Joshua Powell was transferred to the 403rd in June 2015 from Little Rock Air Force Base in Arkansas. Powell worked in the ISO hangar, away from the buildings where McDonald worked. However, Powell said he had to go to that cluster of buildings on a regular basis and ate in the break room there.
Sean Delcambre, who also worked in building 4301, was diagnosed with stage 3-B Hodgkin’s lymphoma in December 2018. In June, he was diagnosed with 30-CD positive anaplastic lymphoma. Delcambre died in August.
Delcambre, who joined the Air Force on 2005, said in April that he never had any reason to think that proper safety procedures were not being followed. Years later, he started to hear about exposure issues at other bases. Then his son was stillborn in December 2014.
Delcambre had passed all the physicals to become a pilot or navigator, but cancer put that dream on hold.
“It certainly was a shock to have a disease (ulcerative colitis in 2016) come up like that at 31 years old, and a year later get sick again and to find out I had cancer at 33. Before that I was otherwise healthy,” he said.
ABOVE THE LIMITS
Records of a September 2015 inspection show airborne levels of hexavelant chromium in Building 4301 were almost three times above Occupational Environmental Exposure Limits.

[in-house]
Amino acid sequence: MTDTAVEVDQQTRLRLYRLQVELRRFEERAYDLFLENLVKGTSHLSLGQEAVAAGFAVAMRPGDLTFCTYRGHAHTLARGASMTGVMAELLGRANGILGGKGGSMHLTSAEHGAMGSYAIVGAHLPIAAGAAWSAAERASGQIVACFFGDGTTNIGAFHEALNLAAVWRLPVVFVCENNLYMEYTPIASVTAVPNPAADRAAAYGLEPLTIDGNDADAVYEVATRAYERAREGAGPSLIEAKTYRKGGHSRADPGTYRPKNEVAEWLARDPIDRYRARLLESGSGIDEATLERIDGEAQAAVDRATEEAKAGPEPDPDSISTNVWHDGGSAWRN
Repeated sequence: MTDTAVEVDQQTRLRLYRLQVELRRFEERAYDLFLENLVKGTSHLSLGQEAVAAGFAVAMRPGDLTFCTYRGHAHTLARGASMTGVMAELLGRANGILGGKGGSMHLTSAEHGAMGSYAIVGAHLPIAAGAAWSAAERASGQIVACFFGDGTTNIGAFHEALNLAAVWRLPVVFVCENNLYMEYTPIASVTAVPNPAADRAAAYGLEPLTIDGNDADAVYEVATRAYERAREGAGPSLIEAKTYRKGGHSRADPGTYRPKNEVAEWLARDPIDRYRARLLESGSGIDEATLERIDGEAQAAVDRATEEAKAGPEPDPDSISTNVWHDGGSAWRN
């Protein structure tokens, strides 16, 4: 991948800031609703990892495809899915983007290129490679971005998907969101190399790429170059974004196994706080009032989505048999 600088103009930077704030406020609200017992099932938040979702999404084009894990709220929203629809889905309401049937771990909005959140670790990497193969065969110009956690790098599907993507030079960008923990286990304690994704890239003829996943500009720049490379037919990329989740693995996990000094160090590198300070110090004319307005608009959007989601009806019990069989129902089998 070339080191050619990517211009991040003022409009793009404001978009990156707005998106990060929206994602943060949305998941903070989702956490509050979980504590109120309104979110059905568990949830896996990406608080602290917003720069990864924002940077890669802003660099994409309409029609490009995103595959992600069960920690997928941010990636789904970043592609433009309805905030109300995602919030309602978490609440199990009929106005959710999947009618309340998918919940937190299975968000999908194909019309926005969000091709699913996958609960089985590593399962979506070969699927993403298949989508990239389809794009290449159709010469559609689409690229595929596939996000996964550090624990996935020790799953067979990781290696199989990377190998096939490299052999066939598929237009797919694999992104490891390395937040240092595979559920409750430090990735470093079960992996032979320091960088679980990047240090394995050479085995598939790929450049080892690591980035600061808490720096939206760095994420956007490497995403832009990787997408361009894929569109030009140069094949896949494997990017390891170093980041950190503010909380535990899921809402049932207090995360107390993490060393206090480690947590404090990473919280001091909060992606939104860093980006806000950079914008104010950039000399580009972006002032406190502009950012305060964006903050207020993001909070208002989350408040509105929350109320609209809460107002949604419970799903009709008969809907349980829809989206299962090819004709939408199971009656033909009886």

Those levels could have existed for at least four years, McDonald said, because sanding and priming were being done in open areas of the complex or just inside open bay doors with little or no containment of materials. That practice was cited in the October 2015 reports that described toxic dust escaping into other parts of building 4301, including the break room where workers gathered for lunch.
Keesler documents show that in September 2009 until at least June 2012, the walk-in blast booth, Building 4302, could not be used because of electrical problems, moving the work into open areas of the complex.
Powell and McDonald said supervisors didn’t follow the proper OSHA and Air Force procedures after that 2015 inspection, which include giving exposed workers medical exams to test for contamination. OSHA regulation states “The employer shall make medical surveillance available at no cost to the employee, and at a reasonable time and place, for all employees… whenever an employee shows signs or symptoms of the adverse health effects associated with (hexavalent) chromium VI exposure.”
OSHA rules also say that workers exposed to hexavalent chromium should be given an medical evaluation within 30 days of initial assignment. That test would create a baseline for future health tests. Delcambre, Powell and McDonald said that was never done.
A response from Keesler in July stated that they began blood tests on workers exposed to the chemical in December 2017, but exposure levels at the maintenance facility have never required additional testing.